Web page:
I guess we are solving the U.S. slaughter of horses by creating an equally ridiculous problem–ship them farther under stressful conditions to other countries where the slaughter will be worse, and continue to not prosecute those who do not care for their animals in our own country (some folks may abandon their horses or attempt to kill them themselves if options like slaughter, where they are paid to send their horses away, are reduced).  Perhaps if we as a society learned to value other creatures’ lives enough to treat them with respect– to live out their lives or to provide a truly humane death– we wouldn’t have to wrestle with these “problems” of slaughter.

Frankly I’m embarrassed at our hypocrisy.  This pretty much sums it up:

“It is one of the most inhumane, brutal, shady practices going on in the U.S. today,” said Rep. John Sweeney, R-N.Y., a sponsor of the ban.

Sweeney argued that the slaughter of horses is different from the slaughter of cattle and chickens because horses are American icons.

“They’re as close to human as any animal you can get,” said Rep. John Spratt, D-S.C.

Added Rep. Christopher Shays, R-Conn.: “The way a society treats its animals, particularly horses, speaks to the core values and morals of its citizens.”

MSNBC 09-07-06

I agree that our society’s morals are reflected in how we treat our animals.  What I don’t get is why a horse is any different than a cow or a chicken.

This bill does nothing for all the horsemeat in petfood or otherwise used for non-human consumption, BTW.

 

 

Blast from the past

Gotta love the internet.  I found some old pics of me racing.  Pardon all the copyrighting stuff–you get the idea.  All from sportgraphics.com [/credit so I don’t violate their rules]

Eastern Sprints 05-15-94 Eastern Sprints 05-15-94.  Even as a novice I was always bow seat…

Head of the Charles 10-22-94 Head of the Charles 10-22-94, my usual spot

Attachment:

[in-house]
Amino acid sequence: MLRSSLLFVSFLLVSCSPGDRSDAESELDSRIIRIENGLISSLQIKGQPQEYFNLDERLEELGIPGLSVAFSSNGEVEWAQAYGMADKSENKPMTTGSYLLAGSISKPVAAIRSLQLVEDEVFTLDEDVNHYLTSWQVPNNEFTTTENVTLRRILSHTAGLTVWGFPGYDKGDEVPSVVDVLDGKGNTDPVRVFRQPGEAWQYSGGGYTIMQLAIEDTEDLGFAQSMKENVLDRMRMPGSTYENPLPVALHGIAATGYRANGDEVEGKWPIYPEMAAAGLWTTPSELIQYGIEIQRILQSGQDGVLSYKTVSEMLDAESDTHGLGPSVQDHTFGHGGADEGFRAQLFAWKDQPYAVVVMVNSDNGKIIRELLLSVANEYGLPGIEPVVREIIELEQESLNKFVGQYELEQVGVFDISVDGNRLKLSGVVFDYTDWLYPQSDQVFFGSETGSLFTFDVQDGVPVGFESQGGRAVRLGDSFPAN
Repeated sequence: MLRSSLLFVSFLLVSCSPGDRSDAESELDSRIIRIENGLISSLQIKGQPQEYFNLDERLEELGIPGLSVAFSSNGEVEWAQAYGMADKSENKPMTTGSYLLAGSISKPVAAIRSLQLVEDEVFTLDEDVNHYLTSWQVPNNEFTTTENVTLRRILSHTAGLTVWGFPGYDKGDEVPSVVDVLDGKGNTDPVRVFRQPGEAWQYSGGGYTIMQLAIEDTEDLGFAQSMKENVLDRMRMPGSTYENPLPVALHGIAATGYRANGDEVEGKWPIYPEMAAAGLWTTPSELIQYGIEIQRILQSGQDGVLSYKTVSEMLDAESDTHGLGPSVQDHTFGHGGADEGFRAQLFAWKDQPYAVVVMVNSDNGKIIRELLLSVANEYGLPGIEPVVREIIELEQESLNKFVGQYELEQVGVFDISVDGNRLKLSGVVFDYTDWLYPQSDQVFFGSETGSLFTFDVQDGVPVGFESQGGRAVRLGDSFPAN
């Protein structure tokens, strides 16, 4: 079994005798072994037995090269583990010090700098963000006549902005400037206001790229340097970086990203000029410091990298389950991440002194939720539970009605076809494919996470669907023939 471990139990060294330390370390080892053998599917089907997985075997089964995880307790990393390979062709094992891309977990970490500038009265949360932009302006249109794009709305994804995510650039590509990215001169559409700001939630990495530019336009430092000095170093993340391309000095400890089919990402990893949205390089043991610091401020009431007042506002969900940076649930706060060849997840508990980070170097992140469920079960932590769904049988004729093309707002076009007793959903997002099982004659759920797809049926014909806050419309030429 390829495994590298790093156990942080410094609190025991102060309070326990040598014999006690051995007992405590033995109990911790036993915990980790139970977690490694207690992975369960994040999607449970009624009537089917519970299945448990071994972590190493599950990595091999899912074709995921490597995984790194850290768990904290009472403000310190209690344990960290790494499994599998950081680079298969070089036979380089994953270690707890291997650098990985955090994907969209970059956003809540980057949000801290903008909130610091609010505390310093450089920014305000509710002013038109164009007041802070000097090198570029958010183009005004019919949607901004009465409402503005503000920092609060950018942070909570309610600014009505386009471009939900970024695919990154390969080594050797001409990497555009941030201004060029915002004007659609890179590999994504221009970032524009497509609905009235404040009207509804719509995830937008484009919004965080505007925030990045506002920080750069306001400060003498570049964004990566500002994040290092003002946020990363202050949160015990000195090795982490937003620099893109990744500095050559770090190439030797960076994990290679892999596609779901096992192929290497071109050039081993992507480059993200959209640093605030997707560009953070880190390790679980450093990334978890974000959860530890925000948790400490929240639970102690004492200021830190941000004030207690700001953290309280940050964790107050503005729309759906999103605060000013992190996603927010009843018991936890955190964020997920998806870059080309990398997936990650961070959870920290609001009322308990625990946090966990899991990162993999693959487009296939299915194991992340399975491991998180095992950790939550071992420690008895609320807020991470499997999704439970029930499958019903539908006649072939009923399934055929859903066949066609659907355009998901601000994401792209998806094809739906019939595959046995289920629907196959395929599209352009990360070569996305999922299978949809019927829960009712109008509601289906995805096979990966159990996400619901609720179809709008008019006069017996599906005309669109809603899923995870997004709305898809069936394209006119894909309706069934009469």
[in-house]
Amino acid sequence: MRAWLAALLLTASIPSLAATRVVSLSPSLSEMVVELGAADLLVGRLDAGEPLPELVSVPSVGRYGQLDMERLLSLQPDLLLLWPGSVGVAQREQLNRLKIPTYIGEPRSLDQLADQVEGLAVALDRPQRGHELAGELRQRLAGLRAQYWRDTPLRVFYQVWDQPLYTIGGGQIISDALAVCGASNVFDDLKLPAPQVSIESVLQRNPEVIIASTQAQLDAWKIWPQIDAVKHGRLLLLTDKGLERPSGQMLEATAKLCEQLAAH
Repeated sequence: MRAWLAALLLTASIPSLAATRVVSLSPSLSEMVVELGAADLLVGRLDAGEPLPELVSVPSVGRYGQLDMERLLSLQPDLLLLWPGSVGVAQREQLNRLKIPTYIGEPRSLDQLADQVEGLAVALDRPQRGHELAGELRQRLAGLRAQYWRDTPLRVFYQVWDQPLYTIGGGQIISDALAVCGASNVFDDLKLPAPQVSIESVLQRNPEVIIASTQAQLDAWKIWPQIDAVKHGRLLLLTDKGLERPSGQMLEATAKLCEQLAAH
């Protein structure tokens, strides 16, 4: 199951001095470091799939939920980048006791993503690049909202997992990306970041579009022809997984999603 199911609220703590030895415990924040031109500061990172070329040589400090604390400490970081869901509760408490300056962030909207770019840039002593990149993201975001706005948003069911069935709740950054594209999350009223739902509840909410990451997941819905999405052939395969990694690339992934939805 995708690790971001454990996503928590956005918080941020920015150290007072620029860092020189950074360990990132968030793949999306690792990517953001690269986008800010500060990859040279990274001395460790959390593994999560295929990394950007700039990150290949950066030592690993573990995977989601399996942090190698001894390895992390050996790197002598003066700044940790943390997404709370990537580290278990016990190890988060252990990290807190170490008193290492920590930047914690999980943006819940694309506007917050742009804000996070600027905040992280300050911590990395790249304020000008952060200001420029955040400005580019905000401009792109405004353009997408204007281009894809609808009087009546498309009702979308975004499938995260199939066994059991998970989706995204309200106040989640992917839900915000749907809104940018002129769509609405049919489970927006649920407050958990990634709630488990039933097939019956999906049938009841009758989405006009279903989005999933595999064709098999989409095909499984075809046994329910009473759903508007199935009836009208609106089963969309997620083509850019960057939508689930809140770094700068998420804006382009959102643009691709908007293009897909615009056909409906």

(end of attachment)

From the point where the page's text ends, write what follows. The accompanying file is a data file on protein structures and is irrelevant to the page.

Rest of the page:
Head of the Charles 10-21-95 Head of the Charles 10-21-95.  Ooh, I made it to 3 seat!

 On being bow seat: I’ve always enjoyed it.  It’s like I get to see everything that goes on as well as the cox does, but I don’t have to talk about it or fix it.  I definitely have a certain comfort level there that I don’t always in the rest of the boat.  Maybe I just don’t like having people watch me, or maybe it’s because I got to wear the number and take it home a lot.  Anyway, there’s a funny personality traits in an eight piece with this (pretty true) description of my role:

Bow:
Comedian. The bow seat creates a strange fatalism. They know that in a catastrophic collision, they’ll be the only one to die or get paralysed. Consequently there is a constant quiet stream of one-liners that two or three could probably hear if two were not cheering loudly. If the bow is joined by a cox in a front-loader, this trait completely disappears, since someone is now likely to hear him joke about three being late, five not pulling hard, or the coxn’s course looking like a signature. (S)he can be humorless and witless off the water, but on the water when there is breath to spare, you’re sure to catch a chuckle if you listen.

Labor Day

David and I went to a picnic at the boathouse on Labor Day.  Deb made sure to bring a vegetarian fiesta salad (yum!), I finally learned to make hummus, and David learned to row!

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I raced in a quad with Peter, Jill, and Whitney (I’m in the green shirt).  We won the first two races against the eights but were too tired to threepeat.

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The dogs were anxious for their human pals to come back to the dock!